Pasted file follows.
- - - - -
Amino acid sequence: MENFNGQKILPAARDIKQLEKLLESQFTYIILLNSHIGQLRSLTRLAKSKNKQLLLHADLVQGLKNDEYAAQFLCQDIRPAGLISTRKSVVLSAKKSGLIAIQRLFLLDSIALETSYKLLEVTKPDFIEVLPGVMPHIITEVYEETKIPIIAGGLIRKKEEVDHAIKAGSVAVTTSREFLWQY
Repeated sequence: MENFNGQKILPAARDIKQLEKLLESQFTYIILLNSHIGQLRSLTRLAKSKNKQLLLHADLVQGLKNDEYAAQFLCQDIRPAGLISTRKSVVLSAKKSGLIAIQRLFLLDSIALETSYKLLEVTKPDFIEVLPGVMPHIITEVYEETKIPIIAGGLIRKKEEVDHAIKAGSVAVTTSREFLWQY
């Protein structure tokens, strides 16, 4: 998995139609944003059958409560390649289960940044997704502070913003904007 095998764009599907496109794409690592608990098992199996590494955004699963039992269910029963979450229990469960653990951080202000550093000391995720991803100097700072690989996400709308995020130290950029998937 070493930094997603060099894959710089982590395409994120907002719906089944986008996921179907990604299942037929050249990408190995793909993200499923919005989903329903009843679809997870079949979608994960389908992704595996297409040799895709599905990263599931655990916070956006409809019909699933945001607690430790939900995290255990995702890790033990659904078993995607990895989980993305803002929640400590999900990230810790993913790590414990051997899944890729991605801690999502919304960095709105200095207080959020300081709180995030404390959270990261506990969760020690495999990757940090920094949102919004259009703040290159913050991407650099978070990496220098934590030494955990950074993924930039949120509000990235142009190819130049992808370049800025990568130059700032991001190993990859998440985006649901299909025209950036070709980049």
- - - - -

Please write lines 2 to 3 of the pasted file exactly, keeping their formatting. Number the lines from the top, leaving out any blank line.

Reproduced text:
Repeated sequence: MENFNGQKILPAARDIKQLEKLLESQFTYIILLNSHIGQLRSLTRLAKSKNKQLLLHADLVQGLKNDEYAAQFLCQDIRPAGLISTRKSVVLSAKKSGLIAIQRLFLLDSIALETSYKLLEVTKPDFIEVLPGVMPHIITEVYEETKIPIIAGGLIRKKEEVDHAIKAGSVAVTTSREFLWQY
């Protein structure tokens, strides 16, 4: 998995139609944003059958409560390649289960940044997704502070913003904007 095998764009599907496109794409690592608990098992199996590494955004699963039992269910029963979450229990469960653990951080202000550093000391995720991803100097700072690989996400709308995020130290950029998937 070493930094997603060099894959710089982590395409994120907002719906089944986008996921179907990604299942037929050249990408190995793909993200499923919005989903329903009843679809997870079949979608994960389908992704595996297409040799895709599905990263599931655990916070956006409809019909699933945001607690430790939900995290255990995702890790033990659904078993995607990895989980993305803002929640400590999900990230810790993913790590414990051997899944890729991605801690999502919304960095709105200095207080959020300081709180995030404390959270990261506990969760020690495999990757940090920094949102919004259009703040290159913050991407650099978070990496220098934590030494955990950074993924930039949120509000990235142009190819130049992808370049800025990568130059700032991001190993990859998440985006649901299909025209950036070709980049």